Tuesday, 30 August 2016
"...a dream, or a very tall story." (p. 7)
But, if it is true, then it has practical future implications.
Anderson's There Will Be Time (New York, 1973) begins with a Foreword narrated in the first person by Poul Anderson although it is fiction. He is:
"...not about to pretend this story is true." (p. 5)
But, if Anderson and his readers were to research the matter, then:
"...our discoveries could conceivably endanger us." (ibid.)
Anderson's Operation Chaos (New York, 1995) begins with a passage without heading or title, narrated in the first person by Steven Matuchek who narrates the entire novel. Matuchek is not writing a text but attempting to broadcast telepathically to other timelines. His recipients, if he has any, might think that his message is "...nothing but a dream." (p. 2) Nevertheless, it contains a "...warning." (p. 2)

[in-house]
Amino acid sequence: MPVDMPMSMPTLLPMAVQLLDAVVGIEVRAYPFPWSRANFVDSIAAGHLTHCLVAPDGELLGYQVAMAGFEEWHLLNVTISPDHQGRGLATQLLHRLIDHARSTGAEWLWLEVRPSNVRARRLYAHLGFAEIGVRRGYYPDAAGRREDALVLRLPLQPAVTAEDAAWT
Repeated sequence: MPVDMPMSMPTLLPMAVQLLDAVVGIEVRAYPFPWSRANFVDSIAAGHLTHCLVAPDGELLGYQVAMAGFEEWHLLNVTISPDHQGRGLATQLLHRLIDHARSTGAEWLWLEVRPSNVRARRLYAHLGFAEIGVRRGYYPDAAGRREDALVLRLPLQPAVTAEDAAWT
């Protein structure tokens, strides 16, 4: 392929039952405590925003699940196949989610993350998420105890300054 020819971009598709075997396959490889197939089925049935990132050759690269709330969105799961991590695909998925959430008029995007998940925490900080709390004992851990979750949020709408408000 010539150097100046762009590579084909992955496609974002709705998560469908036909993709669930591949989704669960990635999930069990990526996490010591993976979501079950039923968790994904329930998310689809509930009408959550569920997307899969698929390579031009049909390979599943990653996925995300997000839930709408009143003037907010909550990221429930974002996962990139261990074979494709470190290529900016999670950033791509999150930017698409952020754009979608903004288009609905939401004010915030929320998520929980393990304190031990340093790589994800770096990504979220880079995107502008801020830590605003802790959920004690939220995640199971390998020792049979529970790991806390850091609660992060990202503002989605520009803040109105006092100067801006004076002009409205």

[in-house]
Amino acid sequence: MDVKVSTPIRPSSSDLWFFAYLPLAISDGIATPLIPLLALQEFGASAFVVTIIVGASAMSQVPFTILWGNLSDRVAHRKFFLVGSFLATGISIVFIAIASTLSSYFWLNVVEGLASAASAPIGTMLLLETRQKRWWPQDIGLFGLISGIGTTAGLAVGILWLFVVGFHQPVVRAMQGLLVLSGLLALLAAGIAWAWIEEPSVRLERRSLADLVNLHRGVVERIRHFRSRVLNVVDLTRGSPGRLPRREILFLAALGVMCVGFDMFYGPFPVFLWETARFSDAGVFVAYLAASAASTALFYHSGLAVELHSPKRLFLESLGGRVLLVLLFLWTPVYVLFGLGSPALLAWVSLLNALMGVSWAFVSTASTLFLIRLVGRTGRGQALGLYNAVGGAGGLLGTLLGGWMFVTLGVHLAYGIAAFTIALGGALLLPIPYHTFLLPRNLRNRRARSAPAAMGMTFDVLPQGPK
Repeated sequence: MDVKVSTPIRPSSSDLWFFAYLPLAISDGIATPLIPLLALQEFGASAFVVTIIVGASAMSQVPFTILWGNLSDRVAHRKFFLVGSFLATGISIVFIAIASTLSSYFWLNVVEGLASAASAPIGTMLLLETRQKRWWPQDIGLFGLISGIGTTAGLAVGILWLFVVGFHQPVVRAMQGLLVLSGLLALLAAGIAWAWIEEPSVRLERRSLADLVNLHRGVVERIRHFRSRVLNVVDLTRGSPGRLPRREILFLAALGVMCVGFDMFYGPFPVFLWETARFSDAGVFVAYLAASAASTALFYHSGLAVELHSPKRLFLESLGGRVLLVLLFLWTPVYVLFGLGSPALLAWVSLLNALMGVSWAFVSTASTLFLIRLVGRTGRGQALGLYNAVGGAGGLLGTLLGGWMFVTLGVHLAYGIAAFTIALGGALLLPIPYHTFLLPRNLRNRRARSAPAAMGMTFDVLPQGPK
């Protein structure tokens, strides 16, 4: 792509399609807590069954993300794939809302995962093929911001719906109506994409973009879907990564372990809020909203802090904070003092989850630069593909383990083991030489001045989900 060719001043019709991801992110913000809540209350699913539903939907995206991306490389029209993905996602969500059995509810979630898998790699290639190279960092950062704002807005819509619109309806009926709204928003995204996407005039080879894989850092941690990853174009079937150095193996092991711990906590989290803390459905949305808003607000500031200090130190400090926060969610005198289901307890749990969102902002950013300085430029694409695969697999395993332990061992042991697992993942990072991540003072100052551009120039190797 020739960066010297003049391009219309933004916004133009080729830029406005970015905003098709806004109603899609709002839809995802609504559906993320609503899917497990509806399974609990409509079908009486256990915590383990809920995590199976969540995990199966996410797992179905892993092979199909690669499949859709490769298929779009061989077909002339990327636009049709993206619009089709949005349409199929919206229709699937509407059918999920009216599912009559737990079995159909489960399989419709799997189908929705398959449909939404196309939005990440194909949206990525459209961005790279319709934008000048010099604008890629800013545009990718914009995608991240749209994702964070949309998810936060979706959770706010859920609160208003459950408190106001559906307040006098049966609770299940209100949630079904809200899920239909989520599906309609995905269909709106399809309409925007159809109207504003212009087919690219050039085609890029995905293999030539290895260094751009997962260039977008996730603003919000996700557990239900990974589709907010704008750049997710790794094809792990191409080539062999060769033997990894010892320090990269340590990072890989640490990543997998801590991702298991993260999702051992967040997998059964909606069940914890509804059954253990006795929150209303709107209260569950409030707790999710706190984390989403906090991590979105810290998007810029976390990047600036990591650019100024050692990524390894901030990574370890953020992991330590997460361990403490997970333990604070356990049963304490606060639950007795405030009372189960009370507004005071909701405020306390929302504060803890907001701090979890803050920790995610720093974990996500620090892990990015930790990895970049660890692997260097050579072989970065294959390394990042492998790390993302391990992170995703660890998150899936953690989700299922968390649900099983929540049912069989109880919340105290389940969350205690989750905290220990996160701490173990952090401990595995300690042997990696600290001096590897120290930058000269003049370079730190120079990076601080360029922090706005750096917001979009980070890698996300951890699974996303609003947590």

In all three cases, Anderson conveys the impression that his fiction might be both true and urgent.